Quick Trip to Austin & College Station

Seeing as I only have one month left until I leave (which btw is rapidly closing in, I don't know if you know this or not but holy cow I leave in about 30 days!) I've been visiting friends to say goodbyes. My friend Antoinette was doing part of her medical residency in Austin so I visited her and her friend Heather there for a day before we visited our other friend Caroline in College Station for a day.
I need a higher quality camera people 
Some day my eyes will be less squinty. Also, not sure why it looks like I photoshopped these because I definitely did not.
At our brunch place, Franks. Very good! Recommend if you're in Austin.
 Got to go on a morning walk with Anto in the neighborhood she stayed in while Heather went running as she trains for the Chicago Marathon (go Heather!) Austin is prettier than Dallas, I won't even argue that. I also find the architecture to be very exciting. Overall I really loved my time in Austin, I like the city even though I feel like I never get to explore it properly. The food was good, the nightlife is alive there (too alive really), lots to do and see.
Getting to understand those Japanese photo apps as much as possible before my trip

College Station was fun. I went to my first (and let's be real) and only tailgate. It was... OK but mostly just people drinking beer around a picnic table. Not really my scene! Probably would be more exciting if I liked or went to A&M, but as is, it was a good experience. Antoinette, Heather, and I burned out pretty fast and got bored with it all, so we ate tacos and burritos at a local place and then headed back to Caroline's apartment (after a HORRIFIC taxi ride) where we watched Hocus Pocus and wrote an angry e-mail to the taxi company. Really, we had to take a cab because we walked all the way to the tailgate and didn't want to walk the couple miles home but charging 20-40 dollars to go 1 or 2 miles is INSANE. 

Next day drove back to Austin to drop people off and went home to visit with Margaret for her last couple of days in Texas. Now she and her dog Roschti are gone and it all makes me very sad.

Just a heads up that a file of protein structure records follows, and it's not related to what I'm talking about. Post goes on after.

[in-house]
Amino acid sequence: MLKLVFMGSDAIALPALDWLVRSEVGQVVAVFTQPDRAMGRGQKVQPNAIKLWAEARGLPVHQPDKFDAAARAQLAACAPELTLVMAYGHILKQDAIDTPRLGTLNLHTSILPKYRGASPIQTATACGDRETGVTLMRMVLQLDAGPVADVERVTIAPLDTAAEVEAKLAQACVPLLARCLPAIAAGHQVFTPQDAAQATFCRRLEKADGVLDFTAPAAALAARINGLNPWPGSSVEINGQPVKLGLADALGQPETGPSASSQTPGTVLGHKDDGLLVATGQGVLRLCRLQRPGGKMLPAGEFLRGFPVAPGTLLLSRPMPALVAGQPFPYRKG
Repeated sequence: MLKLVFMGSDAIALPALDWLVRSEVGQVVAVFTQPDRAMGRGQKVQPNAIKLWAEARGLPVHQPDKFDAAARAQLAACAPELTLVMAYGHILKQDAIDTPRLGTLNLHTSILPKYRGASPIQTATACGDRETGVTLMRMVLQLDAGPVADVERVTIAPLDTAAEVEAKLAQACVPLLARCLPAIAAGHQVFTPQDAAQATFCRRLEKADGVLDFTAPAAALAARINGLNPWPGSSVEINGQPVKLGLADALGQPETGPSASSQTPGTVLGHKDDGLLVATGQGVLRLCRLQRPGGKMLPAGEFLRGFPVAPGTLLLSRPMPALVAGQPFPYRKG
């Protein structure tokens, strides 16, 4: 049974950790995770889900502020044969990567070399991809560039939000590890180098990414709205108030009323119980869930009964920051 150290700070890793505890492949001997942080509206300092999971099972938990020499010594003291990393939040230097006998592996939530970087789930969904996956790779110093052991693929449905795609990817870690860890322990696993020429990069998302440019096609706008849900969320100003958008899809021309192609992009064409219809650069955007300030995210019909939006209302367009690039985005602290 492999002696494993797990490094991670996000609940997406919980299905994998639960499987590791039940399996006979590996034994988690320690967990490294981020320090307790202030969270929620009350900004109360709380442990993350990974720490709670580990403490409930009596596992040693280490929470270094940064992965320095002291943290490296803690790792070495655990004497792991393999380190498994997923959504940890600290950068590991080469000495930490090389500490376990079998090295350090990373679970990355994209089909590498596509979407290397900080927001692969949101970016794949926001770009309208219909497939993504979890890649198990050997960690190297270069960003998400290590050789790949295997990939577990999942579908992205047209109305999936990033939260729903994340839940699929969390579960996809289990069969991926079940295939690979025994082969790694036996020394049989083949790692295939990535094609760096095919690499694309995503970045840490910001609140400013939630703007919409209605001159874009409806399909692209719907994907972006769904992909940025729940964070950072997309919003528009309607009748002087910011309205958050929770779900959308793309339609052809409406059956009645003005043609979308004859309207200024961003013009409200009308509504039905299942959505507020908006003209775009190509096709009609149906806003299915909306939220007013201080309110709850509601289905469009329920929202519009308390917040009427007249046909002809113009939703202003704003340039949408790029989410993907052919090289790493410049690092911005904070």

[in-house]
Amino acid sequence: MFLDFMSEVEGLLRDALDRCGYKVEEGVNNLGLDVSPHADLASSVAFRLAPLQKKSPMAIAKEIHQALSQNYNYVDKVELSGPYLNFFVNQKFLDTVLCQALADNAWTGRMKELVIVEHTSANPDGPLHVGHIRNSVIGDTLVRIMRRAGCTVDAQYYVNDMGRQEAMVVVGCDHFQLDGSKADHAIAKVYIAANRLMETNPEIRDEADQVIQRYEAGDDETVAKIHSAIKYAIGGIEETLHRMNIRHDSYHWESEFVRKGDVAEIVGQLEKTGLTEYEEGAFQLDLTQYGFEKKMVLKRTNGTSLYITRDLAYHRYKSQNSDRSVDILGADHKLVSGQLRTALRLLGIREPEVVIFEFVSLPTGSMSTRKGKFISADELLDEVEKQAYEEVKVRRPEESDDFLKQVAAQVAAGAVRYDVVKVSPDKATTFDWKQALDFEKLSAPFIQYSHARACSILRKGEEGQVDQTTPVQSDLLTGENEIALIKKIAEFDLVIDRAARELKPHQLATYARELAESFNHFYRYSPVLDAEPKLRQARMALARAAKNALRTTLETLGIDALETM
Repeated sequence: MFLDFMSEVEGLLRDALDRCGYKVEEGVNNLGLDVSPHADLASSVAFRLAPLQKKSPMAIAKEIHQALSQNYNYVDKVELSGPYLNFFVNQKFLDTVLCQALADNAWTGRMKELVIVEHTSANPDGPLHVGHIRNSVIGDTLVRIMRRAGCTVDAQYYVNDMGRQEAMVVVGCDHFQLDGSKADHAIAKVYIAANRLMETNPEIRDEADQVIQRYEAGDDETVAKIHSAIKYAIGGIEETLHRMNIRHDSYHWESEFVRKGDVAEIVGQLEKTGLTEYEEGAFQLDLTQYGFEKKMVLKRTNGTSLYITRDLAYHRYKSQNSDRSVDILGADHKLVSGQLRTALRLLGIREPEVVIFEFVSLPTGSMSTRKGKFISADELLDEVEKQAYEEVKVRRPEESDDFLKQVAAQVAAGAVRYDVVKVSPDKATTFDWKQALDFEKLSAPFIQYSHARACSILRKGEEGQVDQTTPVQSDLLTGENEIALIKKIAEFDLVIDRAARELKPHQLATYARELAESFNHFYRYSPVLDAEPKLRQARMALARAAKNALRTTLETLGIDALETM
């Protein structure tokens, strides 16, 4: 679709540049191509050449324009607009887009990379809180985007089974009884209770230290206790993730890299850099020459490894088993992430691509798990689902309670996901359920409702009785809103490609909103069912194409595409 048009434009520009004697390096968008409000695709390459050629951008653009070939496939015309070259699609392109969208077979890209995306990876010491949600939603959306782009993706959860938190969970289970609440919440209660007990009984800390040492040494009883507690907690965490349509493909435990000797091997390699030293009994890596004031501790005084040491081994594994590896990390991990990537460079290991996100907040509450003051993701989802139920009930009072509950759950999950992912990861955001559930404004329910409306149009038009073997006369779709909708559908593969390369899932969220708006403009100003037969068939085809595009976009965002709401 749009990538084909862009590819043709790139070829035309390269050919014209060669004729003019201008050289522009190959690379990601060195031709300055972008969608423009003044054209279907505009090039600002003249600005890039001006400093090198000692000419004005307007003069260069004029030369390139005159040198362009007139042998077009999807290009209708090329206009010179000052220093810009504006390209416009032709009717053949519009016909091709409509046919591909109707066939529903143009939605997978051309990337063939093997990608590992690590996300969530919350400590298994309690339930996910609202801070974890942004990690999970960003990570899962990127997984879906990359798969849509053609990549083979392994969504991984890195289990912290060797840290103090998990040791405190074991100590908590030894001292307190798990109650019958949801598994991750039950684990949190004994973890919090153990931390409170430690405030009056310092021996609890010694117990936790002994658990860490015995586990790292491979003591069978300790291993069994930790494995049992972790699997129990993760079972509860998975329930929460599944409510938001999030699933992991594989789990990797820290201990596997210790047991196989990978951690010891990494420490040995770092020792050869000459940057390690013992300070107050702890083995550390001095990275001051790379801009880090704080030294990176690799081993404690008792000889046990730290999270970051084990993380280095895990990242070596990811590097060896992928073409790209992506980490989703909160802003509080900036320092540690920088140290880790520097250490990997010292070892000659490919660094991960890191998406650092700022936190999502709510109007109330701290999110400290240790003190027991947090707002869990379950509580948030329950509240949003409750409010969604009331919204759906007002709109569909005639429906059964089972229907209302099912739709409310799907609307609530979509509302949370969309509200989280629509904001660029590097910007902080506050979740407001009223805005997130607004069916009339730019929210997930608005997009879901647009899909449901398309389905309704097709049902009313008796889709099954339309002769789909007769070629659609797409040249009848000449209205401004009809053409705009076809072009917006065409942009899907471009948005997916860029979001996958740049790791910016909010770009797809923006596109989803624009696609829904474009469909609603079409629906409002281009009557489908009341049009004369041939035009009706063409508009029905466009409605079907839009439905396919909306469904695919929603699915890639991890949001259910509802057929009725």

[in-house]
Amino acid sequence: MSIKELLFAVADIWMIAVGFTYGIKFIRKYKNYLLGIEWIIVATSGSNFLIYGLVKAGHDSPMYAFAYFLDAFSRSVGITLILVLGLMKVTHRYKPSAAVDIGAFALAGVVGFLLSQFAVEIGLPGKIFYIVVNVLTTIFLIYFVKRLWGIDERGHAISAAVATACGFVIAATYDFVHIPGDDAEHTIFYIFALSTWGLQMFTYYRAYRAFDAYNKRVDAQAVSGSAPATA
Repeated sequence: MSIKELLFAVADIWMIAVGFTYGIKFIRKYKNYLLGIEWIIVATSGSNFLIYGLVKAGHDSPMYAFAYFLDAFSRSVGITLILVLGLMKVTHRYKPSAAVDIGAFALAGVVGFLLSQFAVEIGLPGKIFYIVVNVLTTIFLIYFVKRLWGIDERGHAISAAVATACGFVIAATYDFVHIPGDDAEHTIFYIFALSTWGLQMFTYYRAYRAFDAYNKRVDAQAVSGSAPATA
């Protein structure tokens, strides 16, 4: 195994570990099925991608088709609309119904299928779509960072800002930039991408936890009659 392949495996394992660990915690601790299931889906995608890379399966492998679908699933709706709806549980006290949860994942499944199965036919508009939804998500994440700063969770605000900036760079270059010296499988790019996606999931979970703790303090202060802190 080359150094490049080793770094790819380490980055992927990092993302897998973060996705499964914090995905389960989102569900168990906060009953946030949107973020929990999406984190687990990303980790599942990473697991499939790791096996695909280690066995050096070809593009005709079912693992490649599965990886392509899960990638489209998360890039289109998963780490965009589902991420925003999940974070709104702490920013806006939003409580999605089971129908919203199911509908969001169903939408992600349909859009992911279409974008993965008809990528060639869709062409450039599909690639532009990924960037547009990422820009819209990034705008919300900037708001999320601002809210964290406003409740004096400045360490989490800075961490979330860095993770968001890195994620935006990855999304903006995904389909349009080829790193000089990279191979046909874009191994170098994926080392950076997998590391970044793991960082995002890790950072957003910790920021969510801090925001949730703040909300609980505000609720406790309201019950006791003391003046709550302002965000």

Wednesday, September 10, 2014


I have truly been trying to avoid the countdown which started as good fun and has become a countdown to an anxiety attack.

Here's something I now know about myself: I feed off of whatever emotions I decide to create for myself and this is also heavily related to the music I decide to surround myself with. For example: the other day an innocent journal entry unfurled into a tear-filled declaration of fear and anxiety about my future. It didn't help that I was listening to a playlist called "the end" which I listened to when college was over. Oh gosh.

Anyway, in an attempt to trick myself into being happy, I'm trying to remind myself why I'm making this move (I need to be independent/ grow up, I need a new adventure in life, I want to challenge myself, I want to see if I could be a good teacher, I want to make international/ expat friends, I need to arrange my health and lifestyle, etc.) I know I'll miss Antoinette's bachelorette and bridal showers and that's sad. There are things I'm missing out on. But I have to remind myself... it's just a year. It's just a year. And maybe I'll love it so much it will become 2 years. Who knows? But for now, it's just a year.

So lately, Margaret (my sister) is in town for a few weeks before she goes back to Paris. She's super into the show "Mr. Selfridge," which is great except Jeremy Piven's really stale acting. Me and my mom and Margaret have been watching that, ordering pizza in the day, running errands, and laughing really hard. (See my twitter account for my dad's insane quotes lately). We've also been shopping, going to church activities, having dinner with our adorable neighbors, and just generally hanging out. Oh and my mom plays solitaire. A LOT.